Remembering My Grandma Richards


Hi guys! So March proved to be a crazy month for me. I had all the Shazam nonsense which took up way too much of my time and energy which you can read about here. It all seems to be calming down which I am grateful for but I still had all of my content to keep up with and I was trying to revamp my channel art while all this was going. I’m really proud of my channel right now and think it looks very professional. Check it out. I also had some really cool experiences over at Hallmarkies Podcast. Through some amazing coincidences I actually got my first intern for my content in March! You can read about how all that happened here.


All that out of the way, let’s talk about the important event of March. My Grandma Virginia Richards passed away at the ripe old age of 96. Fortunately we all had a little heads up because she decided to go into hospice care. Sam and I were able to go down and visit her the Saturday before she passed away and we had a lovely time talking (Mark, Joel and family were also there). with GrandmaSince I learned of her passing I’ve reminisced to myself about the many happy memories I had with her. As a little girl I spent many hours at her house. I remember eating her homemade fruit leather and teasing her about all the margarine containers she had saved up. She was a child of the Great Depression and never lost that thrifty spirit She taught me how to can preserves and jellies and tried to teach me how to make pies which I can never seem to master. I loved her canned peaches that were small almost like apricots and tasted so good with cottage cheese.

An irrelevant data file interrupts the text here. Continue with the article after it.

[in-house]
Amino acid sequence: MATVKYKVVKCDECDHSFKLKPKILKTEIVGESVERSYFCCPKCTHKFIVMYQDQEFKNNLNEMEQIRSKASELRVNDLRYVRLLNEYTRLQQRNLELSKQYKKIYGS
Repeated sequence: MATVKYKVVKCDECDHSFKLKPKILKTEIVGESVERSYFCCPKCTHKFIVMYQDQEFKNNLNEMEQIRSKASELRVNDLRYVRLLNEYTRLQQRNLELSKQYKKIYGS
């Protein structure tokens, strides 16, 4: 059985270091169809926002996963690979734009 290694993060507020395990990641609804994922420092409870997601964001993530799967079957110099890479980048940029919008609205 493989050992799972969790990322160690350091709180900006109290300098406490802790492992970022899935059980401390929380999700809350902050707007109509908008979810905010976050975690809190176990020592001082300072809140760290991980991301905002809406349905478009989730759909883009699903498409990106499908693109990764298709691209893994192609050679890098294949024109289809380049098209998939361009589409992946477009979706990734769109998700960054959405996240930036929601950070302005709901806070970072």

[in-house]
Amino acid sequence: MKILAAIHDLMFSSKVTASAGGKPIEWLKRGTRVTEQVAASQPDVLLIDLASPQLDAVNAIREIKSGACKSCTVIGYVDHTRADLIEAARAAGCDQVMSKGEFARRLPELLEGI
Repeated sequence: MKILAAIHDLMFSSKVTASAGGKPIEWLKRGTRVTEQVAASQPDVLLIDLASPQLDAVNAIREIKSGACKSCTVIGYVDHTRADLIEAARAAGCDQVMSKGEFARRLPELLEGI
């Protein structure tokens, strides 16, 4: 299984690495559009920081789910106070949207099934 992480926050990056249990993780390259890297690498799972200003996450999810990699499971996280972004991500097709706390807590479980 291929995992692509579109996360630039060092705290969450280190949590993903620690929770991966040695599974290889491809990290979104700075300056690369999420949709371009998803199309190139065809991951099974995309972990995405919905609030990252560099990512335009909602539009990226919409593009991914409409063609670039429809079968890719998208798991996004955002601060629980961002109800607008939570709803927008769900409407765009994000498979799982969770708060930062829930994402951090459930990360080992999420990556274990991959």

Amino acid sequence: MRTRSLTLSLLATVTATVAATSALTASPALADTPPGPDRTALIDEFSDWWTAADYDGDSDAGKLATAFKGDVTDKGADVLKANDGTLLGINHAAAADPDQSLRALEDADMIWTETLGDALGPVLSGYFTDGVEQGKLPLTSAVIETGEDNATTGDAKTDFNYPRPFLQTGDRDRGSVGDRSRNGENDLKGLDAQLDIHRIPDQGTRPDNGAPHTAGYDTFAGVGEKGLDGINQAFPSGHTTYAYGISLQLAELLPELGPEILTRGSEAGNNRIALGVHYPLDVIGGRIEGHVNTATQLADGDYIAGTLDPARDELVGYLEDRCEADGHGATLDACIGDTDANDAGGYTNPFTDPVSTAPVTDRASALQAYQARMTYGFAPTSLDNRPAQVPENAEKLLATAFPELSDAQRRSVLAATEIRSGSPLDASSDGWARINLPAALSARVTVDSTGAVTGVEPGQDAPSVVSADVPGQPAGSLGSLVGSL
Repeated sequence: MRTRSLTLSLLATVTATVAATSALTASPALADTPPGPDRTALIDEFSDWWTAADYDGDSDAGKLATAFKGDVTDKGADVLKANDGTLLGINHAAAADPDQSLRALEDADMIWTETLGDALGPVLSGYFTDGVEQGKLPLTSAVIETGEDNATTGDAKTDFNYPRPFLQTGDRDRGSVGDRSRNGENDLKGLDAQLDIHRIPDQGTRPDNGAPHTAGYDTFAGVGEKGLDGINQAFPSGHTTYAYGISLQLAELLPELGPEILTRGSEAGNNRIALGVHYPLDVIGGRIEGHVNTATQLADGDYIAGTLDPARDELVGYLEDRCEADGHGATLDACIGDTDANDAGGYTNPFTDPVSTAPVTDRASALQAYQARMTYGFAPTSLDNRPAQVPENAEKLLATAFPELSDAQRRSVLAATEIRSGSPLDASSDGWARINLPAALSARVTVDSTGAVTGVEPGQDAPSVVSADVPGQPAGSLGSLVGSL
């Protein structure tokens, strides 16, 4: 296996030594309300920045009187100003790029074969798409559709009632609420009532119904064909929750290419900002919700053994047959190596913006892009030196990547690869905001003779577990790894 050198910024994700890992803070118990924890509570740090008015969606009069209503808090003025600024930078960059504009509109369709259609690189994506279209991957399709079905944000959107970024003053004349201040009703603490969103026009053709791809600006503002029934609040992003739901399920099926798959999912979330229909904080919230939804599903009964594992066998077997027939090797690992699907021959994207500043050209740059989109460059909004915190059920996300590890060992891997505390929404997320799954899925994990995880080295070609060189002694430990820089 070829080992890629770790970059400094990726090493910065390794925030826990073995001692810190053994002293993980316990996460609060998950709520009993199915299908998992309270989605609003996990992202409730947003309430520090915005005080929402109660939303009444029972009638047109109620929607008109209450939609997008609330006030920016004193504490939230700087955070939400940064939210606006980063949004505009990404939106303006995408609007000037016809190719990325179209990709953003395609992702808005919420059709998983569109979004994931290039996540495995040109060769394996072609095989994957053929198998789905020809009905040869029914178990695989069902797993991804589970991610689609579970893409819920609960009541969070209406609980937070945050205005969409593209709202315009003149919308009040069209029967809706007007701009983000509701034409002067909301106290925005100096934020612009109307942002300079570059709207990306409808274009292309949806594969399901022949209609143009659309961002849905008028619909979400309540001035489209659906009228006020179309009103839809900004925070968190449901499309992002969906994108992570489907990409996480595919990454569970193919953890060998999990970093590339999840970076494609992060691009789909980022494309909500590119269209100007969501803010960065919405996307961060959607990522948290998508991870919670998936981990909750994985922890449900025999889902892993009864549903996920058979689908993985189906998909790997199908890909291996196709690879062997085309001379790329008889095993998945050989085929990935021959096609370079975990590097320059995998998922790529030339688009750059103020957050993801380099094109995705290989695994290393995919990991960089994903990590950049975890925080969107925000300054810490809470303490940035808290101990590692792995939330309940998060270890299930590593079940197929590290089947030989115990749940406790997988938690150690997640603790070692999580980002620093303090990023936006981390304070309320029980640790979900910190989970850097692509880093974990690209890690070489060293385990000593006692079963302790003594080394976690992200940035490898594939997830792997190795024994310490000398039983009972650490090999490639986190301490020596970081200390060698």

When I was in college my sister and I would drive up to visit with her and my Grandpa most Sunday nights and eat dinner together. I remember one time she fell as she was coming up the stairs and she said ‘it’s not the first time and it won’t be the last’. LOL. She would usually make roasts for dinner and to say they were well done was an understatement but there was something comforting about them anyway. And her pies were always the best!

She had 8 children and yet she didn’t get married until she was 30. As an older single I’ve always found that encouraging. I remember her telling me she did get frustrated on occasion with dating but she found something to do with her life. In fact, when she was deciding to join the WAVES she made an appointment with one of the First Presidency of our church to discuss it (I can’t remember who it was but it was a different time). Some in her family didn’t think it was a good idea but she prayed and went. While in the WAVES she went to movies at Radio City Music Hall and was in Times Square when the VA day celebration happened. Then she would go on to be a missionary for our church and finally get married. (She met my Grandpa on a blind date after he had heard her speak on her mission homecoming speaking tour).

She was also a working woman (with 8 kids. Can you imagine!) She worked as a medical technologist while my Grandpa worked as a guidance counselor for local schools. She was acutely aware of her inadequacies but boy did she accomplish a lot!